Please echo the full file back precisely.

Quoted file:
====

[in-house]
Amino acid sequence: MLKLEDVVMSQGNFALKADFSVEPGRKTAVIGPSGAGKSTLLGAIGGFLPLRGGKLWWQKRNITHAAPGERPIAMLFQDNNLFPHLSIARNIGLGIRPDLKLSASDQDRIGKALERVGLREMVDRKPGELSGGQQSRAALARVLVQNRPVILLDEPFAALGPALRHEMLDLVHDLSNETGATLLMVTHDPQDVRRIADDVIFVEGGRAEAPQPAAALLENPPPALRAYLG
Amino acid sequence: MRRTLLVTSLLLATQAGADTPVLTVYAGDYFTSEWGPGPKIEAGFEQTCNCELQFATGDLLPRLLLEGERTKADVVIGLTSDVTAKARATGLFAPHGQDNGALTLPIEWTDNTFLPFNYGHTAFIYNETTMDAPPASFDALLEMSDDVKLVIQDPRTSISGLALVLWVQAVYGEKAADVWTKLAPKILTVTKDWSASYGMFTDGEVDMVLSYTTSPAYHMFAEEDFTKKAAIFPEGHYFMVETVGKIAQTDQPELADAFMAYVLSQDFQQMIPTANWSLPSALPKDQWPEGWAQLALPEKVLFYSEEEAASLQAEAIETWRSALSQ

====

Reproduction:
[in-house]
Amino acid sequence: MLKLEDVVMSQGNFALKADFSVEPGRKTAVIGPSGAGKSTLLGAIGGFLPLRGGKLWWQKRNITHAAPGERPIAMLFQDNNLFPHLSIARNIGLGIRPDLKLSASDQDRIGKALERVGLREMVDRKPGELSGGQQSRAALARVLVQNRPVILLDEPFAALGPALRHEMLDLVHDLSNETGATLLMVTHDPQDVRRIADDVIFVEGGRAEAPQPAAALLENPPPALRAYLG
Amino acid sequence: MRRTLLVTSLLLATQAGADTPVLTVYAGDYFTSEWGPGPKIEAGFEQTCNCELQFATGDLLPRLLLEGERTKADVVIGLTSDVTAKARATGLFAPHGQDNGALTLPIEWTDNTFLPFNYGHTAFIYNETTMDAPPASFDALLEMSDDVKLVIQDPRTSISGLALVLWVQAVYGEKAADVWTKLAPKILTVTKDWSASYGMFTDGEVDMVLSYTTSPAYHMFAEEDFTKKAAIFPEGHYFMVETVGKIAQTDQPELADAFMAYVLSQDFQQMIPTANWSLPSALPKDQWPEGWAQLALPEKVLFYSEEEAASLQAEAIETWRSALSQ